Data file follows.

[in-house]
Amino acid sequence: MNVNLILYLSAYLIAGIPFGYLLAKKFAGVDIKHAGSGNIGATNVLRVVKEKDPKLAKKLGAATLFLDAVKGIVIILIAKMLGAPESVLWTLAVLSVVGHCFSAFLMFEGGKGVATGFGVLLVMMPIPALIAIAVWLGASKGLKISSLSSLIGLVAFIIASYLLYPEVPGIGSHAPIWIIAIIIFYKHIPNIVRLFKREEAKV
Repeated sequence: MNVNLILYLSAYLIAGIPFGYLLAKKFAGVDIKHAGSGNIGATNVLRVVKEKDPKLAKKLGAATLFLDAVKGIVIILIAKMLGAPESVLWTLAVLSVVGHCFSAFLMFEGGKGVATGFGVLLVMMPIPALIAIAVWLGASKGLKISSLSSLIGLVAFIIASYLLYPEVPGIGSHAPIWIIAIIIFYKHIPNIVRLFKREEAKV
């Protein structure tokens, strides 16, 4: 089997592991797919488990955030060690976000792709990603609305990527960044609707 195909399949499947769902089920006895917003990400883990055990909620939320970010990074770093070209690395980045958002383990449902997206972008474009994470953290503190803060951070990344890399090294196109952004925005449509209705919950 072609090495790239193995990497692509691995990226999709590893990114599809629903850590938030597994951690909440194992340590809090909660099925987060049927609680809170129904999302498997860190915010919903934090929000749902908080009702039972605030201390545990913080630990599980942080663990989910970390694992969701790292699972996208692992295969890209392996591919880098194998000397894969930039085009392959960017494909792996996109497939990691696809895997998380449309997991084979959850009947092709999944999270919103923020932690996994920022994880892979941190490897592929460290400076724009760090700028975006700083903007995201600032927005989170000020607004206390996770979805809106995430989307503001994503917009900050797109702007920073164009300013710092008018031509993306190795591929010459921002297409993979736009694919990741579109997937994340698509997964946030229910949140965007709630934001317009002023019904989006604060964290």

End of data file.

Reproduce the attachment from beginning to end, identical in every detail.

[in-house]
Amino acid sequence: MNVNLILYLSAYLIAGIPFGYLLAKKFAGVDIKHAGSGNIGATNVLRVVKEKDPKLAKKLGAATLFLDAVKGIVIILIAKMLGAPESVLWTLAVLSVVGHCFSAFLMFEGGKGVATGFGVLLVMMPIPALIAIAVWLGASKGLKISSLSSLIGLVAFIIASYLLYPEVPGIGSHAPIWIIAIIIFYKHIPNIVRLFKREEAKV
Repeated sequence: MNVNLILYLSAYLIAGIPFGYLLAKKFAGVDIKHAGSGNIGATNVLRVVKEKDPKLAKKLGAATLFLDAVKGIVIILIAKMLGAPESVLWTLAVLSVVGHCFSAFLMFEGGKGVATGFGVLLVMMPIPALIAIAVWLGASKGLKISSLSSLIGLVAFIIASYLLYPEVPGIGSHAPIWIIAIIIFYKHIPNIVRLFKREEAKV
């Protein structure tokens, strides 16, 4: 089997592991797919488990955030060690976000792709990603609305990527960044609707 195909399949499947769902089920006895917003990400883990055990909620939320970010990074770093070209690395980045958002383990449902997206972008474009994470953290503190803060951070990344890399090294196109952004925005449509209705919950 072609090495790239193995990497692509691995990226999709590893990114599809629903850590938030597994951690909440194992340590809090909660099925987060049927609680809170129904999302498997860190915010919903934090929000749902908080009702039972605030201390545990913080630990599980942080663990989910970390694992969701790292699972996208692992295969890209392996591919880098194998000397894969930039085009392959960017494909792996996109497939990691696809895997998380449309997991084979959850009947092709999944999270919103923020932690996994920022994880892979941190490897592929460290400076724009760090700028975006700083903007995201600032927005989170000020607004206390996770979805809106995430989307503001994503917009900050797109702007920073164009300013710092008018031509993306190795591929010459921002297409993979736009694919990741579109997937994340698509997964946030229910949140965007709630934001317009002023019904989006604060964290």